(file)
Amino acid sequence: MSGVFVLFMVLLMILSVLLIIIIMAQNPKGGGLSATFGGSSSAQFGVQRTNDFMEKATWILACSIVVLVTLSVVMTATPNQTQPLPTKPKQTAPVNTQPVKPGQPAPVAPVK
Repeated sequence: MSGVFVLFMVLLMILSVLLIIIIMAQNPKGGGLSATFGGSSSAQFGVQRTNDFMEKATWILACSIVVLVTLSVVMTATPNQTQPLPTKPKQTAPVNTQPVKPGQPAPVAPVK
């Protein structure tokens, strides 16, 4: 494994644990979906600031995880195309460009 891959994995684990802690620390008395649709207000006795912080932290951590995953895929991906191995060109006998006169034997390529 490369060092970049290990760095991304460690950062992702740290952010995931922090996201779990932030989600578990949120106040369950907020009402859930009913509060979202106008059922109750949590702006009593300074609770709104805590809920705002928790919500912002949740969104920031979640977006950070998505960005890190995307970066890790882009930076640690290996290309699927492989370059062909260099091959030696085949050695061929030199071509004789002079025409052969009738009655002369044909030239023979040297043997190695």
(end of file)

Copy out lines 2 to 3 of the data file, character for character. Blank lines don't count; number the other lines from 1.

Repeated sequence: MSGVFVLFMVLLMILSVLLIIIIMAQNPKGGGLSATFGGSSSAQFGVQRTNDFMEKATWILACSIVVLVTLSVVMTATPNQTQPLPTKPKQTAPVNTQPVKPGQPAPVAPVK
């Protein structure tokens, strides 16, 4: 494994644990979906600031995880195309460009 891959994995684990802690620390008395649709207000006795912080932290951590995953895929991906191995060109006998006169034997390529 490369060092970049290990760095991304460690950062992702740290952010995931922090996201779990932030989600578990949120106040369950907020009402859930009913509060979202106008059922109750949590702006009593300074609770709104805590809920705002928790919500912002949740969104920031979640977006950070998505960005890190995307970066890790882009930076640690290996290309699927492989370059062909260099091959030696085949050695061929030199071509004789002079025409052969009738009655002369044909030239023979040297043997190695």